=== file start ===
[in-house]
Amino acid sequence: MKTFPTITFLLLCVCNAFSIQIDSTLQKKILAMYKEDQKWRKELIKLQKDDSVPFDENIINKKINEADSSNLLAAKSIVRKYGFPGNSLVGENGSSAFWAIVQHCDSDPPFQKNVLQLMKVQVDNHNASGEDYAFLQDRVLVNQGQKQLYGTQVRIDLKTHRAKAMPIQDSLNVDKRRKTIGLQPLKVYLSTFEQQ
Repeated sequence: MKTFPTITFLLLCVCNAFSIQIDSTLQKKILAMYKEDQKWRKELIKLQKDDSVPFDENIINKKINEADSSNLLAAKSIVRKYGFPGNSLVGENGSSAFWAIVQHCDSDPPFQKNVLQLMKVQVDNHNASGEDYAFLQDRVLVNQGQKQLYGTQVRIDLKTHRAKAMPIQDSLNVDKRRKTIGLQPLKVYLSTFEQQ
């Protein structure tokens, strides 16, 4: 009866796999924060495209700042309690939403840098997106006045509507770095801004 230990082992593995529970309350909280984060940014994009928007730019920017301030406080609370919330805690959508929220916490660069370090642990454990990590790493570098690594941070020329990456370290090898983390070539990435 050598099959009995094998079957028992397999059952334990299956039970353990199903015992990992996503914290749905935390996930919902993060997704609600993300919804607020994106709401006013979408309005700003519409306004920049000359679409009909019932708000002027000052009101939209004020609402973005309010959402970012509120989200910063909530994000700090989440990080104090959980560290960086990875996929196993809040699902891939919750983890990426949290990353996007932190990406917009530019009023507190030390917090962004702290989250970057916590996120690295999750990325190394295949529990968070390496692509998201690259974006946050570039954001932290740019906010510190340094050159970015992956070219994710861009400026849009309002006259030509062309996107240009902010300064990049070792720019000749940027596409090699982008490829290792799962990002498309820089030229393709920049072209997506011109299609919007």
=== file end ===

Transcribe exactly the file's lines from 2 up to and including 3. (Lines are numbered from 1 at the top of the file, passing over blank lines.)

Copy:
Amino acid sequence: MKTFPTITFLLLCVCNAFSIQIDSTLQKKILAMYKEDQKWRKELIKLQKDDSVPFDENIINKKINEADSSNLLAAKSIVRKYGFPGNSLVGENGSSAFWAIVQHCDSDPPFQKNVLQLMKVQVDNHNASGEDYAFLQDRVLVNQGQKQLYGTQVRIDLKTHRAKAMPIQDSLNVDKRRKTIGLQPLKVYLSTFEQQ
Repeated sequence: MKTFPTITFLLLCVCNAFSIQIDSTLQKKILAMYKEDQKWRKELIKLQKDDSVPFDENIINKKINEADSSNLLAAKSIVRKYGFPGNSLVGENGSSAFWAIVQHCDSDPPFQKNVLQLMKVQVDNHNASGEDYAFLQDRVLVNQGQKQLYGTQVRIDLKTHRAKAMPIQDSLNVDKRRKTIGLQPLKVYLSTFEQQ